Eritrea has historically been known as a country with low corruption, but there are indications that corruption does exist. Civil court cases are often directly influenced by the Office of the President, or by former fighters obtaining decisions in their favor (fighters, soldiers from the struggle for independence, have high social standing and considerable influence within the GSE). High ranking military officials have also been known to confiscate houses and other property. The GSE controls all foreign exchange, making it virtually the only legal source of imports and creating illicit profit opportunities for smugglers (who are often high-ranking Eritrean military officers). Eritrea is not known to be a party to any international anti-corruption agreements.
Bilateral Investment Agreements
Eritrea's only known bilateral investment agreement is with Italy, although it is possible that unpublished investment agreements also exist with Qatar, the U.A.E, Iran, and/or China.
OPIC and Other Investment Insurance Programs
OPIC programs do not currently operate in Eritrea. Due to the poor state of bilateral relations and the lack of bilateral trade, the GSE has little interest in such an arrangement.
Eritrea has a large supply of semi-skilled laborers due to high levels of unemployment. Technical experts, highly skilled professionals, and managers are in short supply. Many of the highest skilled workers have left Eritrea due to deteriorating economic conditions. Eritrea is not a signatory of the ILO, although purporting to uphold many of its provisions. As much as one-third of Eritrea's workforce is conscripted into national service, in which there is no defined term of service. The GSE forces national service employees to work indefinitely in specific jobs with no job mobility, in which they are paid well below the national minimum wage.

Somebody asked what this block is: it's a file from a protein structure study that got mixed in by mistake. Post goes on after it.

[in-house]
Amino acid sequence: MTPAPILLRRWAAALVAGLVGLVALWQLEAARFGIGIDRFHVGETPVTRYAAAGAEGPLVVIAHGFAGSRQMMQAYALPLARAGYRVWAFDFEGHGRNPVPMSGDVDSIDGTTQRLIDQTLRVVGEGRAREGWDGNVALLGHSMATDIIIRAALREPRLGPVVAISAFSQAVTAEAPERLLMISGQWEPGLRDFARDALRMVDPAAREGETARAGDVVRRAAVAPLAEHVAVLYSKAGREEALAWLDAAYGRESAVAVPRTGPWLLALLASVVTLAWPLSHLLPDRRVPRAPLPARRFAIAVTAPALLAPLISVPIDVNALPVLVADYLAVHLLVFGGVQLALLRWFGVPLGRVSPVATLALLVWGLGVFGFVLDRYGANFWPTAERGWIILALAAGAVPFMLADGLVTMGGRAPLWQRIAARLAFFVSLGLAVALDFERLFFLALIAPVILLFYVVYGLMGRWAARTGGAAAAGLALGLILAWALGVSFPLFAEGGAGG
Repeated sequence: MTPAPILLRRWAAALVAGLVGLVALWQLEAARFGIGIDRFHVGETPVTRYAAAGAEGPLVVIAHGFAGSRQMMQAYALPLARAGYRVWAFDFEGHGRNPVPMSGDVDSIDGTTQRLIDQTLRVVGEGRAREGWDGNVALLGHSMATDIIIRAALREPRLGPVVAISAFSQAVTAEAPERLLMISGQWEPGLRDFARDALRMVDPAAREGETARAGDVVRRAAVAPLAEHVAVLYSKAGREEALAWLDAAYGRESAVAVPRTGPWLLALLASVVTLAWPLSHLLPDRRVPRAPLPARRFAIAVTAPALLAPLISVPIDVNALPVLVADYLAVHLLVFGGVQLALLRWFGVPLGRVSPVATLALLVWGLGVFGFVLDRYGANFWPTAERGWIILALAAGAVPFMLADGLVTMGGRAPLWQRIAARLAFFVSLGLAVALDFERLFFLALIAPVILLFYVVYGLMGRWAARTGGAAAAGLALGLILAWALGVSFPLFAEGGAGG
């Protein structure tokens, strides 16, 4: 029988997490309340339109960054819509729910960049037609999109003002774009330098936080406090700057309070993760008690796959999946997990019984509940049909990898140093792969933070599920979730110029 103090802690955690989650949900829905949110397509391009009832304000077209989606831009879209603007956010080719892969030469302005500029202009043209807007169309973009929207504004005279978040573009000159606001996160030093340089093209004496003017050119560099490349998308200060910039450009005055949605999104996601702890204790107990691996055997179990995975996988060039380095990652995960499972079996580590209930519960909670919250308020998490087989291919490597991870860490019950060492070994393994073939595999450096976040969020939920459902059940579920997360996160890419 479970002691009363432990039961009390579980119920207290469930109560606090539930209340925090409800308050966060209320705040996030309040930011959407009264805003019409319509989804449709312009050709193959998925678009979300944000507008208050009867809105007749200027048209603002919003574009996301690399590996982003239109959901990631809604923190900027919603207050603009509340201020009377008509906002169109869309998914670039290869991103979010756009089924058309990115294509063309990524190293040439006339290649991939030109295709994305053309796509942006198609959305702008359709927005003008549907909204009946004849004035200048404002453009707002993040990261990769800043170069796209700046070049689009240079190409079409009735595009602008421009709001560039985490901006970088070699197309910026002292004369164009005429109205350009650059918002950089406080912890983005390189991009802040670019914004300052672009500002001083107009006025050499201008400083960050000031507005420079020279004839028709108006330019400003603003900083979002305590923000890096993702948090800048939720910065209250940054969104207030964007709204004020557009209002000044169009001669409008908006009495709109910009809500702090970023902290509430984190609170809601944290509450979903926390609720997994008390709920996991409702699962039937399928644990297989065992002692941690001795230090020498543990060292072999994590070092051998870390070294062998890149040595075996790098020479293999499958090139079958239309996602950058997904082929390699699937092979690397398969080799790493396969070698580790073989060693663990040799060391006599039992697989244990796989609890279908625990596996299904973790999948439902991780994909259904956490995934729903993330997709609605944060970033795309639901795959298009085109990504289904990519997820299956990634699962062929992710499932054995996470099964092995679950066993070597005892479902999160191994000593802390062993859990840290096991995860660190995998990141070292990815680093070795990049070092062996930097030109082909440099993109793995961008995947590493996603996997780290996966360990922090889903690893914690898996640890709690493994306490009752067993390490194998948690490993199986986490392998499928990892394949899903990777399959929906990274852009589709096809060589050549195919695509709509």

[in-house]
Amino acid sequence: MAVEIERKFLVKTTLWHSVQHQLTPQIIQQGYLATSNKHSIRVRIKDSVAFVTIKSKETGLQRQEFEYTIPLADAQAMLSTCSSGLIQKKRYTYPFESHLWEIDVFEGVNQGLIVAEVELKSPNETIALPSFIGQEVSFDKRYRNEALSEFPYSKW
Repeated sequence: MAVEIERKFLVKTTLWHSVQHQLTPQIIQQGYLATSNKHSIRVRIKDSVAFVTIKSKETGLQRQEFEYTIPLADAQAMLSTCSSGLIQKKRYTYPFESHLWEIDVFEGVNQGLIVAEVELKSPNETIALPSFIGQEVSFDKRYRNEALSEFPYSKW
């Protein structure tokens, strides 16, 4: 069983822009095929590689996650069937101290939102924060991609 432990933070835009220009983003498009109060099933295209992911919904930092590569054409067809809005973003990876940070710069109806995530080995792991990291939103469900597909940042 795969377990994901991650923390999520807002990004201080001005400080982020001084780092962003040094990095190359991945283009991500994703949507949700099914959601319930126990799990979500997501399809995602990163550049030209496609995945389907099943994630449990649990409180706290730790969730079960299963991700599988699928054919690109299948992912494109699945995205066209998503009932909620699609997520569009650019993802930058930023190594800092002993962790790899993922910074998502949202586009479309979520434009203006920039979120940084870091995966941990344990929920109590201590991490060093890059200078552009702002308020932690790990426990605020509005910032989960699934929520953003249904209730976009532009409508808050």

Foreign Trade Zones and Free Trade Zones
The GSE constructed a free trade zone in Eritrea's port city of Massawa in 2001, and promised to issue the first licenses in 2006, but no companies are known to operate in the zone. The GSE continues to promise the imminent issuance of more licenses, but it has yet to follow through. Proclamation 115 issued in August 2001 declares that in the zone there will be: 1) no taxes on income, profits, or dividends; 2) no customs duties on imports; 3) no currency convertibility restrictions; 4) no minimum investment; 5) 100 percent foreign ownership; and 6) 100 percent repatriation on profits and capital. There is at least one foreign company that shows readiness to invest in the free zone. The free zone authorities claim that at least 14 other companies, local and foreign, will follow suit.
Foreign Direct Investment Statistics
Data on foreign direct investment (FDI) is not available from the Bank of Eritrea. Although the Investment Proclamation of 1994 governs all foreign investment, it contains no specific definition of FDI. The UN Conference on Trade and Development (UNCTD) 2008 FDI report states Eritrea had $3 million in FDI inward flows and $380 million in FDI stock (accumulated inflows) in 2007, the most recent year for which data is available. No data is available on outflows. FDI in the mining sector increased substantially in 2009, as Nevsun's Bisha mining project prepares for ore extraction, beginning in 2010. It is unlikely, however, the GSE will see profits until 2012, since the initial profits will be used to recoup Nevsun's investment costs.